Report on Boston Bombing Intelligence Warning Discounted

Published: May 1, 2013

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The Saudi Embassy in Washington released a statement this morning in response to an article in a British online newspaper about warnings in the case of the April 15, 2013 deadly bombing in Boston. It refuted the claim that Saudi Arabian officials had prior information about the suspects and had warned the U.S. government:

“The Saudi government had no prior information about the Boston bombers. Therefore, it is not true that any information, written or otherwise, was passed to the U.S. Department of Homeland Security (DHS) or any other US agency in this regard.”

The official statement went on to say that, despite the Daily Mail’s assertion, it did not have any record of Tamerlan Tsarnaev seeking a visa to travel to Saudi Arabia.

The Daily Mail report was the first claim of foreknowledge of the threat by Saudi officials and communications between Riyadh and Washington on the case. The Daily Mail cited a “highly placed source” for its report. The original report is no longer available online.  The article at that URL has been replaced by an updated story, “Saudi Arabian ambassador in Washington now DENIES his nation warned the United States about Tamerlan Tsarnaev in 2012.

The ForeignPolicy.com morning “Situation Report” noted that Caitlin Hayden of the National Security Council denied having advanced warning in the bombing case, “We and other relevant U.S. Government agencies who deal with this kind of information have no record of any such letter being received.”

Saudi Arabian intelligence officials have worked closely with their American counterparts to thwart terrorist threats for many years. In February, as news reports circulated about Saudi-US cooperation against Al Qaeda in the Arabian Peninsula militants based in Yemen, SUSRIS provided perspectives on Washington-Riyadh intelligence coordination, ["Drone Basing Revelation Underscores Strong Defense and Security Bonds"], stating in part:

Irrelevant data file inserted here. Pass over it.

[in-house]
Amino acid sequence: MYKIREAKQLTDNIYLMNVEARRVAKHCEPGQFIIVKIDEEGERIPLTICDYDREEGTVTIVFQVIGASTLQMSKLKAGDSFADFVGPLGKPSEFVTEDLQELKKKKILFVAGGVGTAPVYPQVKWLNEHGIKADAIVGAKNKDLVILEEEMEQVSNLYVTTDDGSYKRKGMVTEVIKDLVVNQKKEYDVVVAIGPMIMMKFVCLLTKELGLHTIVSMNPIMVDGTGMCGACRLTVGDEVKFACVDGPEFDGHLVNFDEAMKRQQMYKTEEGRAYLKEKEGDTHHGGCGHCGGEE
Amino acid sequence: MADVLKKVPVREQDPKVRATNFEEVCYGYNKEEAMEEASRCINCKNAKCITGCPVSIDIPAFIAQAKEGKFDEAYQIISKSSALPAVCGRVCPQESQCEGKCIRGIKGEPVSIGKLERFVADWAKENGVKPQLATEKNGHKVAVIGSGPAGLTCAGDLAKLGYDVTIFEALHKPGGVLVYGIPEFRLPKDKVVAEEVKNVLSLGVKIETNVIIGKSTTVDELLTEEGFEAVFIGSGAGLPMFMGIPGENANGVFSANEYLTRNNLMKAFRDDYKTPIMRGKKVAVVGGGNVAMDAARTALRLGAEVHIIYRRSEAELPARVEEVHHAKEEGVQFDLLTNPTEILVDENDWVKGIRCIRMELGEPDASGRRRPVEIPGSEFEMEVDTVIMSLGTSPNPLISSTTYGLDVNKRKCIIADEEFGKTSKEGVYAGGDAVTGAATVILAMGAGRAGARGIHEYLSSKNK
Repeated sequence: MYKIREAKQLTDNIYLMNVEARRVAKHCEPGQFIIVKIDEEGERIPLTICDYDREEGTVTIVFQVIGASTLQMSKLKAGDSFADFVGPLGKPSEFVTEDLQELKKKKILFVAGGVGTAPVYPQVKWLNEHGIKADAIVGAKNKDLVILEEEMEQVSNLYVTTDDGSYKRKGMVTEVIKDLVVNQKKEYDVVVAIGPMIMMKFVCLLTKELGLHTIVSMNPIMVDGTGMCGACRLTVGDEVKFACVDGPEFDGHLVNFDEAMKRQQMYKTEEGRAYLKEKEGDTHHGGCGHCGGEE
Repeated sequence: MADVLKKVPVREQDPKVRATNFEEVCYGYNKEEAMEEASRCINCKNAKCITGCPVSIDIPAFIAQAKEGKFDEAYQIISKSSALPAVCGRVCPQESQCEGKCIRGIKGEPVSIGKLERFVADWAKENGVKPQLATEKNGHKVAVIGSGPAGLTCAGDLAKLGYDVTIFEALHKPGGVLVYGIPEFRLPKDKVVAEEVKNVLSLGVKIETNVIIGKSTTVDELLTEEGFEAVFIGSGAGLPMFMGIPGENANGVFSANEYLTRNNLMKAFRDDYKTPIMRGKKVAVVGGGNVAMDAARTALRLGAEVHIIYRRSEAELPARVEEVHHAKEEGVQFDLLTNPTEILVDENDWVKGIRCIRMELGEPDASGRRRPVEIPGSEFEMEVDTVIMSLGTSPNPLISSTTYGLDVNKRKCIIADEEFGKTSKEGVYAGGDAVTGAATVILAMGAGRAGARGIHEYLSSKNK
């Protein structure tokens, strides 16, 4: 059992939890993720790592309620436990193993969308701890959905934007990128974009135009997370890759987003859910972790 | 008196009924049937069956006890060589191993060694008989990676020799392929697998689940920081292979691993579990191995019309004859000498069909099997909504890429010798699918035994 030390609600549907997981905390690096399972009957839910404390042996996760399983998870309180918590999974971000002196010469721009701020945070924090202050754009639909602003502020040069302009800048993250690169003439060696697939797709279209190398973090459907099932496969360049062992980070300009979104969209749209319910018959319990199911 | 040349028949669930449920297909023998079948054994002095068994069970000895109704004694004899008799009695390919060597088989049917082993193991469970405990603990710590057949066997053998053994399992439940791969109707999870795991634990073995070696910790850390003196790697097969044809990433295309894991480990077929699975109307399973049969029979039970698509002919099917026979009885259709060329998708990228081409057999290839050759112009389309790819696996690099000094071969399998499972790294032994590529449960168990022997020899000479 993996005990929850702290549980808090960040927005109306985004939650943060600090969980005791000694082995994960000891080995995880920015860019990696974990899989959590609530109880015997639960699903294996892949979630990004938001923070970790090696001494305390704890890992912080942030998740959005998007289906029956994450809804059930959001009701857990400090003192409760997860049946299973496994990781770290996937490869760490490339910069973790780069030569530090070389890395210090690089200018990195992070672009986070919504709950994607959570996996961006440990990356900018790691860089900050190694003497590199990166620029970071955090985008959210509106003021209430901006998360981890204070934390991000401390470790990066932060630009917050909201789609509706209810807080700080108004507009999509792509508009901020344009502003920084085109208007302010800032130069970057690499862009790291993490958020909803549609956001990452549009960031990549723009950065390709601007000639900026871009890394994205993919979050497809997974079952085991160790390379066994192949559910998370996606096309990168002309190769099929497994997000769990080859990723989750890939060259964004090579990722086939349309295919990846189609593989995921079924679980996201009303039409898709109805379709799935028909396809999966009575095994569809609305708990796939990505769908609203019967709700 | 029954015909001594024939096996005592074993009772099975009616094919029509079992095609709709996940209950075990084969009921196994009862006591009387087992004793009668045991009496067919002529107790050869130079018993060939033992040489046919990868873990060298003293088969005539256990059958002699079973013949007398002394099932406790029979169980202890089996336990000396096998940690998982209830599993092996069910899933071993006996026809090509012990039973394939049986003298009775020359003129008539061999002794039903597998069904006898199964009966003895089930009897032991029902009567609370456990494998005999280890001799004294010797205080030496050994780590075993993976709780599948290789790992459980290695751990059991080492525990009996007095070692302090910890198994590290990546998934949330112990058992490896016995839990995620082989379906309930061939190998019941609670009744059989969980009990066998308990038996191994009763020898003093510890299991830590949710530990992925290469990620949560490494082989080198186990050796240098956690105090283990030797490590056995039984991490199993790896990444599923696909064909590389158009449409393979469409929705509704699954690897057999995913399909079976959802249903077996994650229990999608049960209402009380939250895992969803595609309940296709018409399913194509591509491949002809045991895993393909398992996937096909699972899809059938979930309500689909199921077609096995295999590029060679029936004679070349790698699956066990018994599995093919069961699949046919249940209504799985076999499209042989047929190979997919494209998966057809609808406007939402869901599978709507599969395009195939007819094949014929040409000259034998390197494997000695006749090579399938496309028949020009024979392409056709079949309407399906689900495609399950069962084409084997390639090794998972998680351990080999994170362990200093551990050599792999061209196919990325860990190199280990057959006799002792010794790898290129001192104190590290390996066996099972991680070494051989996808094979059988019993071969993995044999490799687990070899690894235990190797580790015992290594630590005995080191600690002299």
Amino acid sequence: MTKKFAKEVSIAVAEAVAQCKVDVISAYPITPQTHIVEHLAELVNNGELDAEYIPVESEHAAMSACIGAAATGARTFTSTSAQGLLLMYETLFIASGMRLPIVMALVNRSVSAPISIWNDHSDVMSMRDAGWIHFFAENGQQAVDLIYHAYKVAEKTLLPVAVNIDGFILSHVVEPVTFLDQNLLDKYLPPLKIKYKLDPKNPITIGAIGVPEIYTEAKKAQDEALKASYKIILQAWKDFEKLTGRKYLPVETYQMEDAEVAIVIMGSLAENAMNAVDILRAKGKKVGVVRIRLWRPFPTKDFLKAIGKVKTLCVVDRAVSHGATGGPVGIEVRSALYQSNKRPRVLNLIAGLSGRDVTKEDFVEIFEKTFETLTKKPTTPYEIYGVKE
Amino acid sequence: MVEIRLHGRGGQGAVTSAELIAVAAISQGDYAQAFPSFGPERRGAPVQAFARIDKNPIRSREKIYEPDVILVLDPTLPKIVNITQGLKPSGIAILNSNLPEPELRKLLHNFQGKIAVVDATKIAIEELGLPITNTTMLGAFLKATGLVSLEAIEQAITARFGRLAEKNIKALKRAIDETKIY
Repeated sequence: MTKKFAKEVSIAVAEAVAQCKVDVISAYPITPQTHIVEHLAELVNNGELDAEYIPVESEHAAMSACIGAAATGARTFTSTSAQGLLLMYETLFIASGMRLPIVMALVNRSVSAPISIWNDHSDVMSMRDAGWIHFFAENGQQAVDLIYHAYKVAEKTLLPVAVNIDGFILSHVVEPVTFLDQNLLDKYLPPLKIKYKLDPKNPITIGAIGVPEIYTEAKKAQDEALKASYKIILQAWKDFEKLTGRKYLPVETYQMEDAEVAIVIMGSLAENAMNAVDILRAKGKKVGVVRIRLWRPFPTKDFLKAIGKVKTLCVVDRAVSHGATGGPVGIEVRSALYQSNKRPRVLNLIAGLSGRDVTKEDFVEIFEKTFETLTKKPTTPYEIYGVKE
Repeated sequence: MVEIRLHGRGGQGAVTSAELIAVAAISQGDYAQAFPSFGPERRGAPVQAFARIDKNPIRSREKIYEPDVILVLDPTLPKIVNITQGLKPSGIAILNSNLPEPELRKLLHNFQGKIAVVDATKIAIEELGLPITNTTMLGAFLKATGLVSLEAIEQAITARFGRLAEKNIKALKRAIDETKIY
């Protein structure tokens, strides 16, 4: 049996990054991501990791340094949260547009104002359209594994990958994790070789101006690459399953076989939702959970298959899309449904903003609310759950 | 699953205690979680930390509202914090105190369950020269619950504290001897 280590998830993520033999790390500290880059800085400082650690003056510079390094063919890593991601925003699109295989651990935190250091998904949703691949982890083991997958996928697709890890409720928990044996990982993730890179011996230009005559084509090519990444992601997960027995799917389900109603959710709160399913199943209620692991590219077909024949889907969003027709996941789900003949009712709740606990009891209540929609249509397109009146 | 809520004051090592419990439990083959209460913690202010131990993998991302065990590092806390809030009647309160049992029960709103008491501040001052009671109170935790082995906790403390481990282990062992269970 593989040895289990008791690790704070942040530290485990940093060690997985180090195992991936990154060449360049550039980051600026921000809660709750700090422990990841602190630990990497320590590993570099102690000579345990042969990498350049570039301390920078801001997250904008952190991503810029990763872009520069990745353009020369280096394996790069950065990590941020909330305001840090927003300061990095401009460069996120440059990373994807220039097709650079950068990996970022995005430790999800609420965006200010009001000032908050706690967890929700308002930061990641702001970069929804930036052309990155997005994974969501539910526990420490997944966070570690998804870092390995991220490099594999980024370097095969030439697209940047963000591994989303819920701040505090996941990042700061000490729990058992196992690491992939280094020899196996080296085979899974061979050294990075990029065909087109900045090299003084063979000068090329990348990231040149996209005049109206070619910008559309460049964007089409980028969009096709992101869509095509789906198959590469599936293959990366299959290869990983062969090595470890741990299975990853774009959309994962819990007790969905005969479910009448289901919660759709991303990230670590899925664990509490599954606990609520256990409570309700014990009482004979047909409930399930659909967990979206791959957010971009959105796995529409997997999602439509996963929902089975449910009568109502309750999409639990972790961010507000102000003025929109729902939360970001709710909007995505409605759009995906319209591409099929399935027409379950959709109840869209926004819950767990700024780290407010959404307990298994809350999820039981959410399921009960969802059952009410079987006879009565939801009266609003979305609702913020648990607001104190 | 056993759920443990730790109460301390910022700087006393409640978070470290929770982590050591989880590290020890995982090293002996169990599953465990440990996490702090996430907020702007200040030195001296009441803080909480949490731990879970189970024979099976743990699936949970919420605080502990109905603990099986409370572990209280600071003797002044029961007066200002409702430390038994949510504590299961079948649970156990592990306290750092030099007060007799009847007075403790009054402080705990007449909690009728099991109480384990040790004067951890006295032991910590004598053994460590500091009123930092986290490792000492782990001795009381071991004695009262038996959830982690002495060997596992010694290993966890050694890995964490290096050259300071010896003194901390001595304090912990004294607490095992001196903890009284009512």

In 2011 the Saudi Embassy in Washington summarized counterterrorism cooperation between the U.S. and the Kingdom up to that point:

  • Saudi Arabia and the U.S. have established two Joint Task Forces—one to combat terrorists, another to combat terror financing. Experts from both governments work side-by-side, sharing real-time information about terror networks.
  • The Saudi government has increased the size, training and professionalism of its security forces, which are now seasoned by direct experience in Saudi Arabia. Saudi security forces have trained alongside American counterterrorism forces in the U.S.
  • This experience and training has led to the arrest and conviction of hundreds of wanted terrorists and the destruction of most of the known terrorist cells in the Kingdom.
  • The Saudi-U.S. Strategic Dialogue, a counterterrorism working group created following September 11, 2001, continues to help ensure the governments’ efforts and resources are aligned.
  • This year, Custodian of the Two Holy Mosques King Abdullah bin Abdulaziz Al-Saud met with U.S. Assistant to the President for Homeland Security and Counterterrorism John Brennan while President Obama met with the Assistant Minister of Interior for Security Affairs Prince Mohammad bin Nayef bin Abdulaziz. These visits are part of ongoing consultations and exchange of views between the two countries.
  • In October 2010, Saudi intelligence provided key information to American officials that foiled an attempted terrorist plot involving bombs heading to the United States that originated in Yemen. The bombs were found and defused before reaching their targets.

To that list is added the successful interdiction by Saudi intelligence assets of an attack against the U.S. launched from Al Qaeda in Yemen last year. In that case an improved version of the infamous “underwear bomb” was to be used against a U.S. bound aircraft, but the attack was thwarted by a Saudi-born double agent.  The earlier effort, the unsuccessful 2009 Christmas Day “underwear bomb” attack by Nigerian citizen Umar Farouk Abdulmutallab, is believed to have been aided by AQAP’s Anwar Awlaki, the first target of a Saudi-based American drone strike.

The recent news reports that American remotely operated aircraft are operating against Al Qaeda targets in Yemen should come as no surprise to those who have followed the close collaboration between the United States and Saudi Arabia over the course of the historic relationship. The revelations may be uncomfortable to those who seek to keep these sensitive operations under wraps but the disclosure underscores the importance of the defense and security cooperation measures between Washington and Riyadh.

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